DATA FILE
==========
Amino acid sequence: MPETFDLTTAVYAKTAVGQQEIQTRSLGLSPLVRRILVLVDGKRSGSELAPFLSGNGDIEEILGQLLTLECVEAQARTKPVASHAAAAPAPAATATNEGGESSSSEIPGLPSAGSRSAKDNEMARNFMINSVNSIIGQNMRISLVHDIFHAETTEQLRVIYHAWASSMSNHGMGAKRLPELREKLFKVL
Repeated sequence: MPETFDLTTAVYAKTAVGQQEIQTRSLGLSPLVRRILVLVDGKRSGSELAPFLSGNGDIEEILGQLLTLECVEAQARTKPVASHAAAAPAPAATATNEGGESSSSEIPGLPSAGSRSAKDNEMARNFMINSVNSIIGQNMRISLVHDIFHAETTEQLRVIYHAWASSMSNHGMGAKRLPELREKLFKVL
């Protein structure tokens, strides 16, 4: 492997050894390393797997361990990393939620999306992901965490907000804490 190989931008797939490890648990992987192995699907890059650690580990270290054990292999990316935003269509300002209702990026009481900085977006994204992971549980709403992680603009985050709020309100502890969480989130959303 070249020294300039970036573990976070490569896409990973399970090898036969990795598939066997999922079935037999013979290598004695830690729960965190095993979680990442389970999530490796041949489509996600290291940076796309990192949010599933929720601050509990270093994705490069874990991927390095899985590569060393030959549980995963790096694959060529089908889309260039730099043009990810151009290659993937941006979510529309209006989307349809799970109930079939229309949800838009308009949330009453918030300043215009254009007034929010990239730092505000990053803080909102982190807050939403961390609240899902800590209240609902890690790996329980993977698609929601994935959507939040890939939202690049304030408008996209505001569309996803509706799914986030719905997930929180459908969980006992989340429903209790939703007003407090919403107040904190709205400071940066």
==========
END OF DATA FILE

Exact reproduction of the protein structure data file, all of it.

Amino acid sequence: MPETFDLTTAVYAKTAVGQQEIQTRSLGLSPLVRRILVLVDGKRSGSELAPFLSGNGDIEEILGQLLTLECVEAQARTKPVASHAAAAPAPAATATNEGGESSSSEIPGLPSAGSRSAKDNEMARNFMINSVNSIIGQNMRISLVHDIFHAETTEQLRVIYHAWASSMSNHGMGAKRLPELREKLFKVL
Repeated sequence: MPETFDLTTAVYAKTAVGQQEIQTRSLGLSPLVRRILVLVDGKRSGSELAPFLSGNGDIEEILGQLLTLECVEAQARTKPVASHAAAAPAPAATATNEGGESSSSEIPGLPSAGSRSAKDNEMARNFMINSVNSIIGQNMRISLVHDIFHAETTEQLRVIYHAWASSMSNHGMGAKRLPELREKLFKVL
């Protein structure tokens, strides 16, 4: 492997050894390393797997361990990393939620999306992901965490907000804490 190989931008797939490890648990992987192995699907890059650690580990270290054990292999990316935003269509300002209702990026009481900085977006994204992971549980709403992680603009985050709020309100502890969480989130959303 070249020294300039970036573990976070490569896409990973399970090898036969990795598939066997999922079935037999013979290598004695830690729960965190095993979680990442389970999530490796041949489509996600290291940076796309990192949010599933929720601050509990270093994705490069874990991927390095899985590569060393030959549980995963790096694959060529089908889309260039730099043009990810151009290659993937941006979510529309209006989307349809799970109930079939229309949800838009308009949330009453918030300043215009254009007034929010990239730092505000990053803080909102982190807050939403961390609240899902800590209240609902890690790996329980993977698609929601994935959507939040890939939202690049304030408008996209505001569309996803509706799914986030719905997930929180459908969980006992989340429903209790939703007003407090919403107040904190709205400071940066």